Super Deluxe

Super Deluxe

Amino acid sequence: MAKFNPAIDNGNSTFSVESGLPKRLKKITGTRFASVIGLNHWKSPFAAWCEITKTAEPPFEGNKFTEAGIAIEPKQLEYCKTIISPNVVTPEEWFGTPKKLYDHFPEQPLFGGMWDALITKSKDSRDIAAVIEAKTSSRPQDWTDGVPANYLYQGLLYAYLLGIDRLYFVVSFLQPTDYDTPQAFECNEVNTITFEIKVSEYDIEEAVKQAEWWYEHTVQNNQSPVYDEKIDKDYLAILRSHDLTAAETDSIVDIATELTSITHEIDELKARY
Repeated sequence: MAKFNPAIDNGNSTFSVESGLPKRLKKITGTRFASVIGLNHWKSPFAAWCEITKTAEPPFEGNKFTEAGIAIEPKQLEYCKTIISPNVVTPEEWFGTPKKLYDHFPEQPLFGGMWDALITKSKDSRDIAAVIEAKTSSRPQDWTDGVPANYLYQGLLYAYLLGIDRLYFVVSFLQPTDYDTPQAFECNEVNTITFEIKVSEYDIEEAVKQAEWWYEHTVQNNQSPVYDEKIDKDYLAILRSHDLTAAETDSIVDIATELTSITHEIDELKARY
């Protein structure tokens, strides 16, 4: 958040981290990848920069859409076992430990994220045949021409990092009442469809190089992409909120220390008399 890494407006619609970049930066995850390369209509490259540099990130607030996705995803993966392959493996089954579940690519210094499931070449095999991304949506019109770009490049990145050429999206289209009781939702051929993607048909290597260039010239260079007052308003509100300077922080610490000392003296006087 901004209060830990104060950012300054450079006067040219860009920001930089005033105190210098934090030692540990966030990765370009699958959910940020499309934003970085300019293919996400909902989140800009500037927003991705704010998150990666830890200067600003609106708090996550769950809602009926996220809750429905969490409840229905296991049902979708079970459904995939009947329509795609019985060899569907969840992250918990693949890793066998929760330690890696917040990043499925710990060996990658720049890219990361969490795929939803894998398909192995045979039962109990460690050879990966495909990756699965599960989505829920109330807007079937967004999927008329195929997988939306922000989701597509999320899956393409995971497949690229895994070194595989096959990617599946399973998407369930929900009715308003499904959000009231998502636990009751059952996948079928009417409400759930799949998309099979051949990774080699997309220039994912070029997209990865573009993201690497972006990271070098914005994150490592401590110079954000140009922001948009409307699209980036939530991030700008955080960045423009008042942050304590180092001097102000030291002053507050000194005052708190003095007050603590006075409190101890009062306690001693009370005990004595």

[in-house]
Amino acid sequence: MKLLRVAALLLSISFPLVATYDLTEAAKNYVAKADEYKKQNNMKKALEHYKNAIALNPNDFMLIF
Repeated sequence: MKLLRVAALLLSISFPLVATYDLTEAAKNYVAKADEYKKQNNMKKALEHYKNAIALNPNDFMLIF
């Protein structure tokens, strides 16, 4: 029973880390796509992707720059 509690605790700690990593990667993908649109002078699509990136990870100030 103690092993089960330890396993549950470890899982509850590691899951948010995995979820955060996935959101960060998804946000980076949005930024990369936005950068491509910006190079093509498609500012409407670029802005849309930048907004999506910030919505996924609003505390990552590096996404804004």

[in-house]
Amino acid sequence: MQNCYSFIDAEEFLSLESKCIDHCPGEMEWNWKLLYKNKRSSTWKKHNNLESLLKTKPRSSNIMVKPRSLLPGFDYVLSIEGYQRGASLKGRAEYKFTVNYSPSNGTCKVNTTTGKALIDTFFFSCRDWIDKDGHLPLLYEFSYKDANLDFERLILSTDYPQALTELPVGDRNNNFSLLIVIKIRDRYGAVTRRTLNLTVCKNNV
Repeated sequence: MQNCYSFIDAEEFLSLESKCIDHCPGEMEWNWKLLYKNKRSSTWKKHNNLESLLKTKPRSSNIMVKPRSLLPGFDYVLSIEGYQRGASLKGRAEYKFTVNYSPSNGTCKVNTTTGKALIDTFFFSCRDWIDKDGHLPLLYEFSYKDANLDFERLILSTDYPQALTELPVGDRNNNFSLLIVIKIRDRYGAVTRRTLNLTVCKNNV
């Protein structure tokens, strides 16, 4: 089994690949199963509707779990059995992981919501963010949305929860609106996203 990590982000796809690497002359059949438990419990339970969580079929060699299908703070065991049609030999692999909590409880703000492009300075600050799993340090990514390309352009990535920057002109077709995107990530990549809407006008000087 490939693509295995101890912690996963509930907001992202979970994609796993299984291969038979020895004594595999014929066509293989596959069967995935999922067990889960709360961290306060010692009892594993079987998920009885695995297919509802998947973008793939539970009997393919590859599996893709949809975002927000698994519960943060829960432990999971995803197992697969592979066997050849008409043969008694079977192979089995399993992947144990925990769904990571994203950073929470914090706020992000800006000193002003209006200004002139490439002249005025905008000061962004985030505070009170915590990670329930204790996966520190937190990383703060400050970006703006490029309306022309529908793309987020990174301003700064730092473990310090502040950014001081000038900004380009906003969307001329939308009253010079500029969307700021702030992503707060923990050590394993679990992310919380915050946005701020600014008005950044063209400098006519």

Thiagarajan Kumararaja’s Super Deluxe is a significant step up from his previous film Aaranya Kaandam, aided by a sumptuous colour palette from P.S. Vinod and Nirav Shah, and the presence of a number of top actors from the South. Included are the likes of Vijay Sethupathi, Samantha, Fahadh Faasil, Ramya Krishnan and Mysskin but the newcomers are just as good and hold their own against the established stars. It’s an interesting story too, although after a good start the middle section does wander and become rather self-indulgent before ending with a stronger finale. It’s still a compelling watch, not just to discover what happens in the various threads, but also to spot influences, note the repeated motif’s and ultimately try to figure out just what Thiagarajan Kumararaja is trying to say. Super Deluxe isn’t for the faint-hearted – the language is strong and there are a number of confronting themes, but the juxtaposition of topical issues and out-and-out fantasy is intriguing even with a close to 3 hour run time.